Duterte’s infatuation with China and Russia will be of little use to him while he plays host to his fellow Southeast Asian leaders at a regional summit meeting. Neither Xi Jinping nor Vladimir Putin is going to Manila. In the Philippines, which remains one of the most pro-American countries in the world, the public still measure their leaders by the Washington yardstick.

By that standard, Duterte has a lot to be happy about. Trump’s advisers originally envisioned an overnight visit to the Philippines, but that has now been extended to two days. A simple pull-aside on the sidelines of the Association of Southeast Asian Nations summit has been elevated to a bilateral meeting. Notably, Duterte managed to get through the Asia-Pacific Economic Cooperation summit without making any major gaffes. Because by now everyone knows Duterte is only uncouth when politically expedient, it’s well worth asking why he has been on his best behavior with his global peers. The reason is domestic: As Tip O’Neill famously observed, all politics is local.

Duterte’s illiberal political agenda is running out of steam. He has been meeting strong resistance in the form of criticism from human rights advocates at home and abroad, cautious but increasingly public concern on the part of the Roman Catholic hierarchy, and growing alarm among civil society groups and the media. All this has been accompanied by a sharp drop in public support for the president and his methods. Even more ominously, the business community has been expressing quiet but steady concern over the economy losing steam.

The president has had to beat a strategic retreat on two fronts. First, and most painfully, was in the case of his war on drugs. In October, Duterte had to publicly — though grudgingly — relieve the police of responsibility for conducting operations, giving the job to the Philippine Drug Enforcement Agency while announcing he fully expected the effort to fail. The previous head of the agency had been fired for contesting Duterte’s claim of 4 million drug addicts, and the agency’s supervisor, retired Gen. Dionisio Santiago, was fired last week for daring to suggest that an immense rehab facility funded by a Chinese billionaire was a white elephant. This, despite Santiago having provided Duterte with dossiers that provided the intelligence basis for the drug war itself. It may be that the cosmetic changes (such as rolling out the harmless but unsatisfyingly unbloody slogan “Love Life. Fight Drugs”) Santiago proposed to the drug war had already riled up the president.

Second, Duterte has had to temporarily shelve an idea proposed by some of his supporters, who have suggested that he simply scrap the 1987 Philippine constitution and proclaim a revolutionary government with himself at its head — effectively an old-fashioned Latin American-style self-coup. Duterte’s official agenda is extraordinarily ambitious. It encompasses tax reform, reorganizing the executive branch, shifting the form of government from presidential to parliamentary and the adoption of federalism.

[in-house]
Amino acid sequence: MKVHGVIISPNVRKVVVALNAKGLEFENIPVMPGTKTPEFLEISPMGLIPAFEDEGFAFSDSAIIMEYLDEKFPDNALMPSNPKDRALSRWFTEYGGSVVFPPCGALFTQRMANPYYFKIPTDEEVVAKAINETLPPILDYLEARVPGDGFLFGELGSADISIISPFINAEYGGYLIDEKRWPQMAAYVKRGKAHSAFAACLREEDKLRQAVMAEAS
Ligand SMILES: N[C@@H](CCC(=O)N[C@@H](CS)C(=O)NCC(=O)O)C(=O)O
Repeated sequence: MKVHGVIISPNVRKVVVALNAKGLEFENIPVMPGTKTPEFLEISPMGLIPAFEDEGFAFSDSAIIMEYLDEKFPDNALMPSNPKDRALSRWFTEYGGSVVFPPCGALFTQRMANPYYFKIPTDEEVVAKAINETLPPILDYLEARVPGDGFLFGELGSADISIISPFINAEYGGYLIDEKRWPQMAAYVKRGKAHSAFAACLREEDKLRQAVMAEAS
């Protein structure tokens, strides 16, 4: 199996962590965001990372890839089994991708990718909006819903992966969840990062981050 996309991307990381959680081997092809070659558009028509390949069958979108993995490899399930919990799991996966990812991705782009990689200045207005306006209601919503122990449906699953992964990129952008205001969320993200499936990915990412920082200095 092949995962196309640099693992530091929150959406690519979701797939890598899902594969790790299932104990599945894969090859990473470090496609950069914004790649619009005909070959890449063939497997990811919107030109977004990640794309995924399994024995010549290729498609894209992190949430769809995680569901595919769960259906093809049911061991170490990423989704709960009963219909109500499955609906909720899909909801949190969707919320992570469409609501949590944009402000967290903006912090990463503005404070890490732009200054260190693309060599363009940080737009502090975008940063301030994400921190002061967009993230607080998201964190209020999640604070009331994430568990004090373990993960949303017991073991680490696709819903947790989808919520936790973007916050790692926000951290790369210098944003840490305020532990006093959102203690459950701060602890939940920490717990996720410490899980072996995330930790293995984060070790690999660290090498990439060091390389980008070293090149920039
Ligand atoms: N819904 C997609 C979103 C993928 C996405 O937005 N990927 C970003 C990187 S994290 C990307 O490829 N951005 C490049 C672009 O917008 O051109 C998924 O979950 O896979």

The start of impeachment proceedings against the chief justice of the Supreme Court and the widely expected impeachment of the ombudsman (who has stirred Duterte’s ire by investigating killings in the war on drugs and allegations of malfeasance by administration officials, including Duterte’s own son), has caused additional delays. As a result, there is almost no chance that Duterte will be able to push his plans through before the 2019 midterms, as he had originally planned. Hence the temptation to leapfrog constitutional and procedural obstacles by proclaiming a revolutionary government.

But such a high-risk move requires three things. Public opinion would have to embrace it. The military would have to allow it. And foreign governments would have to turn a blind eye to it. The first two requirements have foundered on embarrassing realities. First, Duterte supporters have been notably lax about attending pro-government rallies, in stark contrast to the days when they reliably turned out in huge numbers. Second, Defense Secretary Delfin Lorenzana and the armed forces chief of staff were both reported to have told the vice president that they would not support a revolutionary government. So Duterte has been forced to shelve the proposal for now.

In short, the chance to burnish his standing by playing host to Trump and his Southeast Asian peers couldn’t come at a better time. At the very least, it gives him an occasion to remind friends and foe alike that he is still the man who matters in Manila.

Nov 01

The Long View: Garbage in, garbage out


Garbage in, garbage out

 / 05:08 AM November 01, 2017

Deng Xiaoping famously remarked, “It doesn’t matter whether a cat is black or white. As long as it catches mice, it is a good cat.” His pragmatic point of view created decades of prosperity for China — at the cost of the Tiananmen Square massacre — after the ideological cannibalism of the Cultural Revolution. With the ongoing Great About-face to China, one would think this sort of pragmatism would provide some sort of lesson to our local paramount leader. Some, in fact, believe this is happening. One example is the general lessening of tensions after responsibility for the conduct of the so-called war on drugs to be moved from the police to the Philippine Drug Enforcement Agency (PDEA). After all no one can object to the recently-rolled-out slogan, “Love Life, Fight Drugs,” of the Dangerous Drugs Board (DDB), which is PDEA’s mother agency (and makes policy in contrast to PDEA, which implements it).